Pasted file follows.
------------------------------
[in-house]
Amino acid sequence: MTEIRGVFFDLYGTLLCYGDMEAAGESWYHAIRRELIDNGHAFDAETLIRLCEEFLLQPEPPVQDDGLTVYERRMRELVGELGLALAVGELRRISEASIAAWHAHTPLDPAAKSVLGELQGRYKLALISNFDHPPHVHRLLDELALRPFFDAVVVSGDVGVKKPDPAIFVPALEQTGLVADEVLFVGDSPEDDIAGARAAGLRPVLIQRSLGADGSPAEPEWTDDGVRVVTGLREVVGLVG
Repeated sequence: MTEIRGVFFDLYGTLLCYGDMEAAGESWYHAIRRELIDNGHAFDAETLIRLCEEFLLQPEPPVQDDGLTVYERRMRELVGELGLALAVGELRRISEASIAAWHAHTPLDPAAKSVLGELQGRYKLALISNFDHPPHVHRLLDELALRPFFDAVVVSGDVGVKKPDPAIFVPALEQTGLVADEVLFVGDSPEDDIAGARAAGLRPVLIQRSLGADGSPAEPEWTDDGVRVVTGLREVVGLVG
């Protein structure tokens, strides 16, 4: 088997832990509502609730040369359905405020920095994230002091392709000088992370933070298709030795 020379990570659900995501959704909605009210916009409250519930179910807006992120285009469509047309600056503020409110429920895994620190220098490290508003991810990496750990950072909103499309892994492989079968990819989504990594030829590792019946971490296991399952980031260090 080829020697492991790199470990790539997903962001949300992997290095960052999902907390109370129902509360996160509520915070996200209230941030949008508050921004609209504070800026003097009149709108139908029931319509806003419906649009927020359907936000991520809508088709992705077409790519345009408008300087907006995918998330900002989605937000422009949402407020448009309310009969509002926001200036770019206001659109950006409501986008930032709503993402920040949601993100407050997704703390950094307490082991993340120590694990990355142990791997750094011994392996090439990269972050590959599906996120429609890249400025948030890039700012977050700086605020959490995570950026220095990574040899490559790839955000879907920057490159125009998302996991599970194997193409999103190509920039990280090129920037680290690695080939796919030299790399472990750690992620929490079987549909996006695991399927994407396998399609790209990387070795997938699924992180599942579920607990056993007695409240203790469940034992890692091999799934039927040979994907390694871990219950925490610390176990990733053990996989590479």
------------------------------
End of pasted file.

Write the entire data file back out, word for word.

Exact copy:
[in-house]
Amino acid sequence: MTEIRGVFFDLYGTLLCYGDMEAAGESWYHAIRRELIDNGHAFDAETLIRLCEEFLLQPEPPVQDDGLTVYERRMRELVGELGLALAVGELRRISEASIAAWHAHTPLDPAAKSVLGELQGRYKLALISNFDHPPHVHRLLDELALRPFFDAVVVSGDVGVKKPDPAIFVPALEQTGLVADEVLFVGDSPEDDIAGARAAGLRPVLIQRSLGADGSPAEPEWTDDGVRVVTGLREVVGLVG
Repeated sequence: MTEIRGVFFDLYGTLLCYGDMEAAGESWYHAIRRELIDNGHAFDAETLIRLCEEFLLQPEPPVQDDGLTVYERRMRELVGELGLALAVGELRRISEASIAAWHAHTPLDPAAKSVLGELQGRYKLALISNFDHPPHVHRLLDELALRPFFDAVVVSGDVGVKKPDPAIFVPALEQTGLVADEVLFVGDSPEDDIAGARAAGLRPVLIQRSLGADGSPAEPEWTDDGVRVVTGLREVVGLVG
């Protein structure tokens, strides 16, 4: 088997832990509502609730040369359905405020920095994230002091392709000088992370933070298709030795 020379990570659900995501959704909605009210916009409250519930179910807006992120285009469509047309600056503020409110429920895994620190220098490290508003991810990496750990950072909103499309892994492989079968990819989504990594030829590792019946971490296991399952980031260090 080829020697492991790199470990790539997903962001949300992997290095960052999902907390109370129902509360996160509520915070996200209230941030949008508050921004609209504070800026003097009149709108139908029931319509806003419906649009927020359907936000991520809508088709992705077409790519345009408008300087907006995918998330900002989605937000422009949402407020448009309310009969509002926001200036770019206001659109950006409501986008930032709503993402920040949601993100407050997704703390950094307490082991993340120590694990990355142990791997750094011994392996090439990269972050590959599906996120429609890249400025948030890039700012977050700086605020959490995570950026220095990574040899490559790839955000879907920057490159125009998302996991599970194997193409999103190509920039990280090129920037680290690695080939796919030299790399472990750690992620929490079987549909996006695991399927994407396998399609790209990387070795997938699924992180599942579920607990056993007695409240203790469940034992890692091999799934039927040979994907390694871990219950925490610390176990990733053990996989590479």